Unlike other types of brick and mortar retail, the convenience store (C-store) industry has actually doubled in size over the past 30 years — and it’s still growing. Why? One reason: you can’t fill up your gas tank online and 80% of all auto fuel is purchased at C-stores.

But while gasoline drives about 60 percent of sales at a typical C-store, what customers buy inside the store accounts for most of the profits. However, some categories like cigarettes, once a key profit generator, are falling.

More Margin from Munchies

For C-store operators, foodservice success is essential as it represents 22% of sales and 34% of profits. To fatten their bottom line, C-stores have been adding higher margin, prepared foods.

Here’s a taste of what some C-store operators are doing:

  • LaCrosse, Wis.-based Kwik Trip’s Cheese Mountain pizza accounts for about 20% of the chain’s hot food sales which is available by the slice, whole baked in the store or refrigerated to take home and bake. Take-and-bake is the fastest growing segment for Kwik Trip, followed by whole pies baked to order.
  • Wawa Inc.’s build-to-order hoagies drew crowds to its new location in Washington last month. Many of Wawa’s quick-service items are built to order, so the food is made fresh by staff onsite. Wawa also offers a touchscreen ordering system so customers can easily create personalized meals.
  • Sheetz, headquartered in Altoona, Pa., offers made-to-order cappuccinos, lattes, espressos and mochas all made on the spot from Italian espresso machines. Customers can also order custom food options through touchscreens. On National Coffee Day Sheetz offered free cold brew to customers who ordered through their app.
  • Casey’s in-house bakeries serve cookies and donuts made fresh from scratch. Casey’s has also found success in its initial trial of a pizza delivery service and offers a discount on gas to customers who buy pizza.
  • Dash In’s new 5,600-square-foot store in Chesterfield County, Va., offers customers an open kitchen and bar with craft beer and free wi-fi.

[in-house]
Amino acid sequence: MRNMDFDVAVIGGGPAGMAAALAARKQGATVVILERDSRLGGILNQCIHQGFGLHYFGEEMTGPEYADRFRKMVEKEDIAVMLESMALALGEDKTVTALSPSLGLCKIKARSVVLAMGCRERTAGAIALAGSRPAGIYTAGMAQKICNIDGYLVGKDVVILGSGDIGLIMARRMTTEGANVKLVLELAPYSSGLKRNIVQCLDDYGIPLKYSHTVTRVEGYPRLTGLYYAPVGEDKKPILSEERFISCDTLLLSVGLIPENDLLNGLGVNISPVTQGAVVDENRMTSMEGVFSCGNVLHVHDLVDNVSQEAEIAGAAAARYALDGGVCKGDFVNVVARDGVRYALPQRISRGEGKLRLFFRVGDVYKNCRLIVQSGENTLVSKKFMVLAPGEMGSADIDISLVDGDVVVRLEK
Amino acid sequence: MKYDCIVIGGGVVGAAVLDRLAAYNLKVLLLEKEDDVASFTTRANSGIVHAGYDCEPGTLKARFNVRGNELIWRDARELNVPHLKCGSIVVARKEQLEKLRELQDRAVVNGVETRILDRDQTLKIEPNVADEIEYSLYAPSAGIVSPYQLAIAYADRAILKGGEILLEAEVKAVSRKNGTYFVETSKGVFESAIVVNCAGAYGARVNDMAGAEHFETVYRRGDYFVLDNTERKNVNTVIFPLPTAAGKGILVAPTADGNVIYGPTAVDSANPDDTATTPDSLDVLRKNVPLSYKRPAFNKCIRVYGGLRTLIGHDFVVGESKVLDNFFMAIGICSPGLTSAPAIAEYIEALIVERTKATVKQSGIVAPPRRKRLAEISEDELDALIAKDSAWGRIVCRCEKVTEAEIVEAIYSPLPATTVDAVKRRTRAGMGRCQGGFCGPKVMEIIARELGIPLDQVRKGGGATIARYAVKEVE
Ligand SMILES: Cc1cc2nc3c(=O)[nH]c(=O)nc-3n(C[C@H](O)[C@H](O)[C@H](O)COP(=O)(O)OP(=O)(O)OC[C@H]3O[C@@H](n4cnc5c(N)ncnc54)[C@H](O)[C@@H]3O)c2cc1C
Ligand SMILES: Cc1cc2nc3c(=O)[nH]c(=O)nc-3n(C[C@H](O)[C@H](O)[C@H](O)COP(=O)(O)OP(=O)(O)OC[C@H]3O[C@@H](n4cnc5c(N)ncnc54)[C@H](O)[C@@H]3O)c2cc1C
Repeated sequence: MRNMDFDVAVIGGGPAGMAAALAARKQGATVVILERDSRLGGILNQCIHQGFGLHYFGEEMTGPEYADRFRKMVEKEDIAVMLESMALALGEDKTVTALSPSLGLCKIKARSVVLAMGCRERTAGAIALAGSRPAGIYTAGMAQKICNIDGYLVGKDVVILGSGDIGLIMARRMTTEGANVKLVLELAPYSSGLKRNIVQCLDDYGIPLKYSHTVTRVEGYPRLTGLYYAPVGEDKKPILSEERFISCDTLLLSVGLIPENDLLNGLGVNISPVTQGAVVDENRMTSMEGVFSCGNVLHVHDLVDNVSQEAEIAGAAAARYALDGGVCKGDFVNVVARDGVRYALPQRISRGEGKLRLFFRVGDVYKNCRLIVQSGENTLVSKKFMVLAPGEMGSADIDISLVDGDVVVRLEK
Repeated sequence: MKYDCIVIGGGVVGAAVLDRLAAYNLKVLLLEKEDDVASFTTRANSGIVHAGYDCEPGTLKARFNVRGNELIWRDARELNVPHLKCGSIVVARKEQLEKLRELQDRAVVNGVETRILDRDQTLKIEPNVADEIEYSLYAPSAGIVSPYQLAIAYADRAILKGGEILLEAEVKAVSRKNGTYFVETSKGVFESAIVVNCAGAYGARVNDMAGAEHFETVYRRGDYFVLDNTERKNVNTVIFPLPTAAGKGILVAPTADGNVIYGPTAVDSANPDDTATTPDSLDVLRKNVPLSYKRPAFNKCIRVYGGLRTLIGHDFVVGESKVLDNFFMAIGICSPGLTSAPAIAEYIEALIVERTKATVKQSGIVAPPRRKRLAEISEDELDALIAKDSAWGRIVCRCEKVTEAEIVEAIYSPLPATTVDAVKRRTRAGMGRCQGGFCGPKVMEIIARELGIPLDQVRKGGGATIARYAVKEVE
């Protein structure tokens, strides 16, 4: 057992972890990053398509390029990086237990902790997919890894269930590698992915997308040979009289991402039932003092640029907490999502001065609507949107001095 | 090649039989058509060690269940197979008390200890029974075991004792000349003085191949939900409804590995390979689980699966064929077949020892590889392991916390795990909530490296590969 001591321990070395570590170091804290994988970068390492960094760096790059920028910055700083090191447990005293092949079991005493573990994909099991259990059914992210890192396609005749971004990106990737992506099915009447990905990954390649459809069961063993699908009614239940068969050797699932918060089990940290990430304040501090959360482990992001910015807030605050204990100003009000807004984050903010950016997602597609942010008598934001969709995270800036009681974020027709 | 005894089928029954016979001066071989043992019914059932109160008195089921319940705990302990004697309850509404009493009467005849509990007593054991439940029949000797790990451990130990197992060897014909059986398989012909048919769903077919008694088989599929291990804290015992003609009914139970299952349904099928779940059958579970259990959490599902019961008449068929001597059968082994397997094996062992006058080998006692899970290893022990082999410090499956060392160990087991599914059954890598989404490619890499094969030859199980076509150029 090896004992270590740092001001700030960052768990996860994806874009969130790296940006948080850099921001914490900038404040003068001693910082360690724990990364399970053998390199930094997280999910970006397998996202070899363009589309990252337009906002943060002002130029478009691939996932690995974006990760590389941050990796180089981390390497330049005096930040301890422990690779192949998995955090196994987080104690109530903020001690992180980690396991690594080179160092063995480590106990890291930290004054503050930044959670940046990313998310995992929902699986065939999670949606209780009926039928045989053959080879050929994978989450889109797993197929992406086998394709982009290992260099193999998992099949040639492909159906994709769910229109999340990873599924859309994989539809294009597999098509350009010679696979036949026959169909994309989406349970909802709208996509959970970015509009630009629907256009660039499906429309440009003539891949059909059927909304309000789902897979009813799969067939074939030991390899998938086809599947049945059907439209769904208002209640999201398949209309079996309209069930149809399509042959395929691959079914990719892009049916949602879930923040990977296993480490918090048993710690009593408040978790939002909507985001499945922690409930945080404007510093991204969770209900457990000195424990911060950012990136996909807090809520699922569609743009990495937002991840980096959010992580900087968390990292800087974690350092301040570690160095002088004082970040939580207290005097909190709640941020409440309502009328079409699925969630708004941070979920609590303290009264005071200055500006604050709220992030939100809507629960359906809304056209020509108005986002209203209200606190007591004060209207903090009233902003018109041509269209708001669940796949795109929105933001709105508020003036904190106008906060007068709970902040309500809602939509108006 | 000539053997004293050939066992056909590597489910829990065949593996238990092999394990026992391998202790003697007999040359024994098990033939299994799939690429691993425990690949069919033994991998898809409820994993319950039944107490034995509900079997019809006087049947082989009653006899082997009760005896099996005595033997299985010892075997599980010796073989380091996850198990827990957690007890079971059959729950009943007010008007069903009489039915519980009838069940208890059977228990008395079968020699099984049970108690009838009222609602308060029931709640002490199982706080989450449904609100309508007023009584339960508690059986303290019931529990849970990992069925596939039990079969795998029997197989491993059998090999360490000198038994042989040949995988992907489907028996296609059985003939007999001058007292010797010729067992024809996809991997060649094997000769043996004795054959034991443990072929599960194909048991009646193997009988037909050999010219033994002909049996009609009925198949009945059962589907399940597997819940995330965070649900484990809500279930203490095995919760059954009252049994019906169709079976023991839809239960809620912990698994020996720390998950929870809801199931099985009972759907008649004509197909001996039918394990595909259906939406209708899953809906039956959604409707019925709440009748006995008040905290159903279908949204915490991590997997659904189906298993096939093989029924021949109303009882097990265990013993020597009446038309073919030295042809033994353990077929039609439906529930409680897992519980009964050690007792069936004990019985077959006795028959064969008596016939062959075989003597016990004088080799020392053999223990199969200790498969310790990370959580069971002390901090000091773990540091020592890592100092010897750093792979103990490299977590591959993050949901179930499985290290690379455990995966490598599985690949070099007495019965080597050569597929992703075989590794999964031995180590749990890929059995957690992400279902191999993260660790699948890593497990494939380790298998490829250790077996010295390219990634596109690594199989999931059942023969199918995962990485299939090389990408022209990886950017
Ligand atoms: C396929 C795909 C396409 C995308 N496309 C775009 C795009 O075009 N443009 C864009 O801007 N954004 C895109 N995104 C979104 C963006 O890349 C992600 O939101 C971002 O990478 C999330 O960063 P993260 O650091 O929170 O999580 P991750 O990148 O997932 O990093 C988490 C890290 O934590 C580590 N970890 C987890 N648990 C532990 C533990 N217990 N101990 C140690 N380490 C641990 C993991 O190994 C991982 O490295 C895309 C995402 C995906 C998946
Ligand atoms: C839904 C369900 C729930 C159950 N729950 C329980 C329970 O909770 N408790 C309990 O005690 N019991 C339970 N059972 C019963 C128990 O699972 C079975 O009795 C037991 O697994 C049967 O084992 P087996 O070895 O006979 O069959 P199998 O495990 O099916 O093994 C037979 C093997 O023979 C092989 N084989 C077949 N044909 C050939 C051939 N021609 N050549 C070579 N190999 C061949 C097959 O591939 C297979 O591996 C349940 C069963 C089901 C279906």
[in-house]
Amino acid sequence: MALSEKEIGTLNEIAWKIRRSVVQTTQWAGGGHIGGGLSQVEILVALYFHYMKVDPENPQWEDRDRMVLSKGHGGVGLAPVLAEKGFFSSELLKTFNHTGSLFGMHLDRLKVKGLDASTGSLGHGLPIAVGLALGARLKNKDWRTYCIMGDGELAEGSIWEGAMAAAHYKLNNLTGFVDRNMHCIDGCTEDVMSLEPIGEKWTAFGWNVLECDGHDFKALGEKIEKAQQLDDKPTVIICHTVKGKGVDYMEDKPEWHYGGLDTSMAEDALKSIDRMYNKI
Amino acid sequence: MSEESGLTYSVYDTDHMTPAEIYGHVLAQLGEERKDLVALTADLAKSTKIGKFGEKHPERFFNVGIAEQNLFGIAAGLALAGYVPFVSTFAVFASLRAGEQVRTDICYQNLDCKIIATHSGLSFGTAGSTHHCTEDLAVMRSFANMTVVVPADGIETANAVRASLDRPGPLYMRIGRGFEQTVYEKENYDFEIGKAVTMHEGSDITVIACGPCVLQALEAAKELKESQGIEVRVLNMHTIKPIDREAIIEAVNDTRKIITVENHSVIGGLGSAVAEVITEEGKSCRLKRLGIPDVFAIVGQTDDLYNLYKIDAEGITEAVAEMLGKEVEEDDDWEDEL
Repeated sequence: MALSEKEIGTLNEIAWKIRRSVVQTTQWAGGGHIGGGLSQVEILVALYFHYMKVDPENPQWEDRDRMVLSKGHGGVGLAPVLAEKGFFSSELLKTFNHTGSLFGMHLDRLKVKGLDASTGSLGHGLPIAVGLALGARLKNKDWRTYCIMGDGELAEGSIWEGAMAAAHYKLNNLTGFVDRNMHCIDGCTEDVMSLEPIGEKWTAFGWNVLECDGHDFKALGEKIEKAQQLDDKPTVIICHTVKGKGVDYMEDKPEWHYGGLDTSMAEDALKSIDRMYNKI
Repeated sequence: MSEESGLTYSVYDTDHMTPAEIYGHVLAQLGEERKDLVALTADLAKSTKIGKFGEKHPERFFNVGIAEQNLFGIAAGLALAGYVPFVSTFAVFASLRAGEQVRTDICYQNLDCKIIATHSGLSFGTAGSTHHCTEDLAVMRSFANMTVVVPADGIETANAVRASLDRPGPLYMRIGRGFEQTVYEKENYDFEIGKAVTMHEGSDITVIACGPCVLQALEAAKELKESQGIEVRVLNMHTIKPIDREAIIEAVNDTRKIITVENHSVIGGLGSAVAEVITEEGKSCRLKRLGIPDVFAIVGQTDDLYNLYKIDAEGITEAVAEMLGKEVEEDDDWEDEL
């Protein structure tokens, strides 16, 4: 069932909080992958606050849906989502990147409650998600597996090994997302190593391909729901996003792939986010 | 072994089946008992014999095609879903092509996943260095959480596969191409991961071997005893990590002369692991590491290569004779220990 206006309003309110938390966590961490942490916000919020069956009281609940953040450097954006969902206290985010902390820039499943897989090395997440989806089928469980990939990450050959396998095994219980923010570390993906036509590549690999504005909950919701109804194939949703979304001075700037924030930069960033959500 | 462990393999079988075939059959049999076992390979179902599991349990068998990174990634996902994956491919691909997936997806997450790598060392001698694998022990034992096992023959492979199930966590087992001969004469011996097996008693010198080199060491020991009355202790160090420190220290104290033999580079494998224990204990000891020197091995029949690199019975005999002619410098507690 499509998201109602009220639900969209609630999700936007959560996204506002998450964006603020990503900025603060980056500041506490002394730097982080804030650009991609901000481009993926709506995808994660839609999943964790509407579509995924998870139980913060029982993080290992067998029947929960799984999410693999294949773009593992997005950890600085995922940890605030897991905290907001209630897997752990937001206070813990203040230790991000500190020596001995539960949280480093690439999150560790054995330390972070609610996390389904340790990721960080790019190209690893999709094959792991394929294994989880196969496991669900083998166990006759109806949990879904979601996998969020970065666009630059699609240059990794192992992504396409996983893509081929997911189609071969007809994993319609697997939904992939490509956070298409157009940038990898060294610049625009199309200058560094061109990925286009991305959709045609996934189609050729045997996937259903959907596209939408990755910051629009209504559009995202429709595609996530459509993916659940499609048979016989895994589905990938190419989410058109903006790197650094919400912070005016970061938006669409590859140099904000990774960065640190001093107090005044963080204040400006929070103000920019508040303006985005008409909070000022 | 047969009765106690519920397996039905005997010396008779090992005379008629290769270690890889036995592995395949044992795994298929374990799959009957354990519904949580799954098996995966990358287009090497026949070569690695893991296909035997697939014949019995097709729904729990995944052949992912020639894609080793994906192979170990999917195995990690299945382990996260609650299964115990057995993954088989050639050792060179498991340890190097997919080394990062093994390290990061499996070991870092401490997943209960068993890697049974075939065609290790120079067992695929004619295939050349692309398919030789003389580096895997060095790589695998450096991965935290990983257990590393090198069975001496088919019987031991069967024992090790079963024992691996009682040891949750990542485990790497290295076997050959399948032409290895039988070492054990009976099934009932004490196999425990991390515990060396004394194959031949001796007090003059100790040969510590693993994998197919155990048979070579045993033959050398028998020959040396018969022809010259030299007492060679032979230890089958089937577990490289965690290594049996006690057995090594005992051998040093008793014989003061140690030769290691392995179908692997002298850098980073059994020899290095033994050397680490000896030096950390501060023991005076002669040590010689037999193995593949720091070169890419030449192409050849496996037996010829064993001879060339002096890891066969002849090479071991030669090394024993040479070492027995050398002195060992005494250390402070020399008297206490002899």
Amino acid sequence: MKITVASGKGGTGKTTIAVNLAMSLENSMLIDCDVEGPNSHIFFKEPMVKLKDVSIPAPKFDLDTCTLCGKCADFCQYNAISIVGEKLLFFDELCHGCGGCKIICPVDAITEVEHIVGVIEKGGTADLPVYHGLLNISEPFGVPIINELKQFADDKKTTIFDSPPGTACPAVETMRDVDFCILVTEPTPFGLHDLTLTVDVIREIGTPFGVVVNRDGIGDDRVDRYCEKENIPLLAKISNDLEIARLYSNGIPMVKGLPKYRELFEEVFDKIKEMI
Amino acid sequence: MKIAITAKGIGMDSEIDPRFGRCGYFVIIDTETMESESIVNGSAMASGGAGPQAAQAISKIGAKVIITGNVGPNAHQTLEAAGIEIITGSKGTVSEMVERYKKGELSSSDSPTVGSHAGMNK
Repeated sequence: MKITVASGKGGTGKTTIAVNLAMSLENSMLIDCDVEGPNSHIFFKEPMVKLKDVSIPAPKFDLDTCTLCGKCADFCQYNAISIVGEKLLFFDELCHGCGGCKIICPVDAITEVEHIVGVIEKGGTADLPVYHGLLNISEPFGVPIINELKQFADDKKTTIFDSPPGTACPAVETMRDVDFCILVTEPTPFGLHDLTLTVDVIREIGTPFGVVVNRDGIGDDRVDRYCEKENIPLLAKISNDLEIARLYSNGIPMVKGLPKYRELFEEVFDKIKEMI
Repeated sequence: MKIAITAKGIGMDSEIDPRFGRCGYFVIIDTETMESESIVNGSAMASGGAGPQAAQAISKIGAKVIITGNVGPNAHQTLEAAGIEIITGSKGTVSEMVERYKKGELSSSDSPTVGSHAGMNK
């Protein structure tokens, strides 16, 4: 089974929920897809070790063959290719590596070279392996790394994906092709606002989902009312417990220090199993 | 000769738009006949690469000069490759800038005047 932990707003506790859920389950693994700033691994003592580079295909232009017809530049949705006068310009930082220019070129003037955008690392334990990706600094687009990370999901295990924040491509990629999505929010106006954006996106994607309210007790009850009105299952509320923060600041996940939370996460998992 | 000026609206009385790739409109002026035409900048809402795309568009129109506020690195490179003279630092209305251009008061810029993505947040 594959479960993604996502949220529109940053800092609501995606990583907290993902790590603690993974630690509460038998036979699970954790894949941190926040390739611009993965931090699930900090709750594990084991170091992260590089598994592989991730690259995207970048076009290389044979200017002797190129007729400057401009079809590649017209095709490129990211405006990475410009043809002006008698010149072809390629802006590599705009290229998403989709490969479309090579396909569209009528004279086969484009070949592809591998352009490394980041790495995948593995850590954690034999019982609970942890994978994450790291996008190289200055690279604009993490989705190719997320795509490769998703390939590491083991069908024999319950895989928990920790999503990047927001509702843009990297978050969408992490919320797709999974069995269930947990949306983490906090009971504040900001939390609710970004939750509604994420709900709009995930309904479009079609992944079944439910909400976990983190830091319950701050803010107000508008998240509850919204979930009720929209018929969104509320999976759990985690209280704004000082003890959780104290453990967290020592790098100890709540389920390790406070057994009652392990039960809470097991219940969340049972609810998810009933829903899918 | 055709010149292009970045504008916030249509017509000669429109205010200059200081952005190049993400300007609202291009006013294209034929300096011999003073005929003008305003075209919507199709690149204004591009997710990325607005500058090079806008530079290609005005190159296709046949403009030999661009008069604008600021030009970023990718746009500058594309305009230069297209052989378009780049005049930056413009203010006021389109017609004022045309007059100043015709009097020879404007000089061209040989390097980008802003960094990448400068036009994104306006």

Increase size of basket with impulse sales of snacks and candy

Obviously, impulse sales are highest at checkout. Alan Tobin, senior manager, c-store category strategy and insights for The Hershey Co., noted; “Retailers have a huge opportunity to increase basket sizes through maximizing merchandising in this space … About 75 percent of candy sales from a counter unit are incremental. With 47 percent of purchases being unplanned, and more than 80 percent of purchases consumed within an hour, a candy and snacks consumer is in the market for these products on pretty much every trip.”

To take advantage, Twice Daily, located in Kentucky and Tennessee, also displays candy and snacks on the way to and from destination zones, such as the beverage cooler and fresh food area.

What’s driving new foodservice concepts?

Millennials. C-stores appeal to Millennials (ages 22 -36).  And that’s good news because this group is now the largest segment of the workforce and their buying power is growing rapidly. These younger customers love the convenience of a one-stop shop. Bankrate data shows that 54% of Millennials eat out at least three times or more each week. As a percentage of expenditure, Millennials spend more than Generation X and Baby Boomers on food away from home.

What do Millennials want?

  • Have it their way – made to order meals as noted in the examples above.
  • Buy local – natural and locally grown including fresh prepared foods, like meal kits, sandwiches, pizza and chicken.
  • Spice is nice – they want to taste more extreme flavors. Some C-stores are offering spicy new dishes with Sriracha, as well as habaneros, ghost peppers, harissa and sambal.
  • Single serving size – Millennials prefer single-serving options, such as a mini pie or slice of cake slice rather than a whole, full-size dessert.
  • Quality is key and will bring them back – e.g. beverages can be enhanced by filtering the water used to make coffee, iced tea fountain drinks, and in the ice machine.
  • Early bird – focus on breakfast and coffee. Remember, most Millennials are now in the work force so get ‘em early!

“C-stores are in a great position to really capture that breakfast crowd by looking beyond just doughnuts … to having a robust coffee program and really robust breakfast sandwich program made to order.” – Eric Richard, education coordinator, for the International Dairy Deli Bakery Association (IDDBA)

Related articles:

https://www.businessinsider.com/convenience-stores-taking-fast-food-market-share-2017-1

https://www.bloomberg.com/news/articles/2018-01-18/convenience-stores-getting-squeezed-by-fast-food-dollar-stores

https://www.nrn.com/grocery-c-store/5-c-store-chains-putting-pressure-quick-service-restaurants/gallery?slide=1

https://www.cspdailynews.com/print/csp-magazine/article/3-big-trends-convenience-store-foodservice

https://cstoredecisions.com/2018/02/23/2018-foodservice-report/

https://csnews.com/best-practices-boost-your-average-basket-size

https://cstoredecisions.com/2015/03/09/pizza-rises-to-the-challenge/